A woman with a mask hands a pink plastic bag to a woman in a car

A volunteer of Southridge Church hands out bags of essential items, including toilet paper and masks, after Easter services were held at West Wind Capitol Drive-In Theater, while the spread of the coronavirus disease (COVID-19) continues, in San Jose, California, April 12, 2020.

Credit:

Kate Munsch/Reuters

When Indigenous community organizer Valentina Harper co-founded the CareMongering mutual aid Facebook group in Toronto in mid-March to help people cope with the coronavirus pandemic, she was expecting a couple of dozen members.

Four days later, 6,000 people had joined.

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The idea, conceived by co-founder Mita Hans, a Sikh community organizer in Toronto, was to connect people who needed things like groceries, money or medicine, with people who could donate them.

“It was glaringly obvious that people were desperate to connect to each other and to help each other. ... People are desperate for help as well.”

Valentina Harper, co-founder, CareMongering

“It was glaringly obvious that people were desperate to connect to each other and to help each other,” said Harper. “People are desperate for help as well.”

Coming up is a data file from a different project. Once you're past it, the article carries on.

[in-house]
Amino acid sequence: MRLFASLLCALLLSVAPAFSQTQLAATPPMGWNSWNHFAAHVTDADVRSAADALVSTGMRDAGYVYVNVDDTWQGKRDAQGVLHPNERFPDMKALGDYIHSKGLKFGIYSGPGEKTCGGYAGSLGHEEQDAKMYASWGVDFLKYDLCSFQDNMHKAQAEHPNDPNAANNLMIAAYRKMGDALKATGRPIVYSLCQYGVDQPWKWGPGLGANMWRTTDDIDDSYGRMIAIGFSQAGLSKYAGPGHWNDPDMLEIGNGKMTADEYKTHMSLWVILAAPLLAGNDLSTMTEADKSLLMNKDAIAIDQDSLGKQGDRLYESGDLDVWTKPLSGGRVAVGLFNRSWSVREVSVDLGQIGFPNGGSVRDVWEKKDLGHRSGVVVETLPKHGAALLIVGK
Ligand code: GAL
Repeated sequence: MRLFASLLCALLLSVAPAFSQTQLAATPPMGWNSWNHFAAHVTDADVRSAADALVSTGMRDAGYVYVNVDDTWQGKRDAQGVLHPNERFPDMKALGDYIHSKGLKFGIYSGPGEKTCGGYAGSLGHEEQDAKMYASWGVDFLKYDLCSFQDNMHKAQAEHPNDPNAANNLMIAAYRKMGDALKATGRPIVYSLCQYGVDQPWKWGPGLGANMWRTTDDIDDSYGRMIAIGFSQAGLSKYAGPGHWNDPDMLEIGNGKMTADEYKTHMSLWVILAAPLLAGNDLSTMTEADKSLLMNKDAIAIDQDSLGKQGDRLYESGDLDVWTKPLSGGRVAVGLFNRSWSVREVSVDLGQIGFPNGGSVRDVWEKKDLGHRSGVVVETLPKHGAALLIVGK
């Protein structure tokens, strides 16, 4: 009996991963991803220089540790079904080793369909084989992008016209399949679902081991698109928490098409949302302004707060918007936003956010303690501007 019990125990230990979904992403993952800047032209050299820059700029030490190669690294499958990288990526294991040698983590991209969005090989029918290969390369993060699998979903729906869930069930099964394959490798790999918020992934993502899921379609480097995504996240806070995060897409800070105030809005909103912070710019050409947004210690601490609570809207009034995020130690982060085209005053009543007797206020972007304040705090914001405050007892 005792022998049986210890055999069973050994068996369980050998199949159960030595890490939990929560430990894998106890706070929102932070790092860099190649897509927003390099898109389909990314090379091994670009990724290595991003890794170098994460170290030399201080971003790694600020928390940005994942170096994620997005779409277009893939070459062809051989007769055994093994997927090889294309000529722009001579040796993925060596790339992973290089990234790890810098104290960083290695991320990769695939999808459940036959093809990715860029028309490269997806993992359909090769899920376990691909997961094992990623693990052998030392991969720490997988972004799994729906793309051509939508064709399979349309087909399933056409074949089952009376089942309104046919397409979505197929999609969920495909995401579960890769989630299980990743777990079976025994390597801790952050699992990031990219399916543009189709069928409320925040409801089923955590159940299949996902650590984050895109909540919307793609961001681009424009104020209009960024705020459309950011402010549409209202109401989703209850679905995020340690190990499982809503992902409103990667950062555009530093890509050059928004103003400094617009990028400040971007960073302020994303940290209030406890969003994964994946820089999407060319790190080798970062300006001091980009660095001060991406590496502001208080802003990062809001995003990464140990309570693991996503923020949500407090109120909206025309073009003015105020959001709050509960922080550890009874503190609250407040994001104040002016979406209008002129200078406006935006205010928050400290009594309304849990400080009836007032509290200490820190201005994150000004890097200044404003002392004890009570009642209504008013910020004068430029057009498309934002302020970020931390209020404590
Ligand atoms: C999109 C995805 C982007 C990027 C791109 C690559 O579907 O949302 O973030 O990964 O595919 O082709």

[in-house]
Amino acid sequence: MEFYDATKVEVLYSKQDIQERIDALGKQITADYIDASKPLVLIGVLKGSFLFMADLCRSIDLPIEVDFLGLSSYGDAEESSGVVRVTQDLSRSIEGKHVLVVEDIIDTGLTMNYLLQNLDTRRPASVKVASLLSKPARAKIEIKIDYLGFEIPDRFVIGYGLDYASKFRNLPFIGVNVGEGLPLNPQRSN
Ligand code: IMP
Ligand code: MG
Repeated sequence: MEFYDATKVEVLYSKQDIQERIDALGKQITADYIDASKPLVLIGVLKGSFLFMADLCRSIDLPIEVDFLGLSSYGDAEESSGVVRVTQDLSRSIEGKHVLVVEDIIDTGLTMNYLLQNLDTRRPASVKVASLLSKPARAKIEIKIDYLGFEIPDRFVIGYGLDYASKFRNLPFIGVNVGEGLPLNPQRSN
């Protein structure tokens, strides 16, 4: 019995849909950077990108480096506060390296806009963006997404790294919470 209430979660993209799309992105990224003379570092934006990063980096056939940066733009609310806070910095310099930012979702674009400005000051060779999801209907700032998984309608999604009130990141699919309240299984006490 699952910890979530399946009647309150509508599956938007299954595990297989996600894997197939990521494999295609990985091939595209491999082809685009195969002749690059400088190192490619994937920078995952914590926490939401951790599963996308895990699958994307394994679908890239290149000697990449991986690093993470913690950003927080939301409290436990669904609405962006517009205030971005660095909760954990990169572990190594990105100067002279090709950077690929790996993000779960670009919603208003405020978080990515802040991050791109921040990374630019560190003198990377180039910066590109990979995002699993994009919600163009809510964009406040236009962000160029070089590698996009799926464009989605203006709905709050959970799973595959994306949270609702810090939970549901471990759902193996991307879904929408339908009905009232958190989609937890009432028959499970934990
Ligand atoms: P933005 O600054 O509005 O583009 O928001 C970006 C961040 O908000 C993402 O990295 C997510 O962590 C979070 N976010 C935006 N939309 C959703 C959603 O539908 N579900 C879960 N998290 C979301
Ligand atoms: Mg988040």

Four weeks after starting, the CareMongering group has more than 600,000 members in more than 30 places.

CareMongering is one of many mutual aid organizations around the world that have either been created or expanded to help people struggling during the pandemic — either because of age, health status or financial vulnerability, among other things.

Related: Amid lockdown, churches find creative ways to keep in touch

Certain people are systemically vulnerable and under-cared for in the coronavirus pandemic, said Harper, such as people of color and people with fewer resources. That dynamic parallels another issue close to Harper’s heart: climate change.

“It’s going to be our poorest, our most marginalized who will always pay the price,” said Harper.

Already in the US, early data shows that 33% of those hospitalized for COVID-19 are black, even though black people only make up 13% of the population. Stark racial disparities are being seen in the United Kingdom as well. 

While the threats — infectious disease and climate change — are different, mutual aid is a solution that speaks to both, said Harper. 

"It’s really about taking care of each other when the government fails to do so.”

Valentina Harper, co-founder, CareMongering

“Mutual aid has been happening since time immemorial. People have been taking care of each other for a very long time. It’s how we’ve survived,” said Harper. “Especially marginalized communities, Indigenous communities and people of color. It’s really about taking care of each other when the government fails to do so.”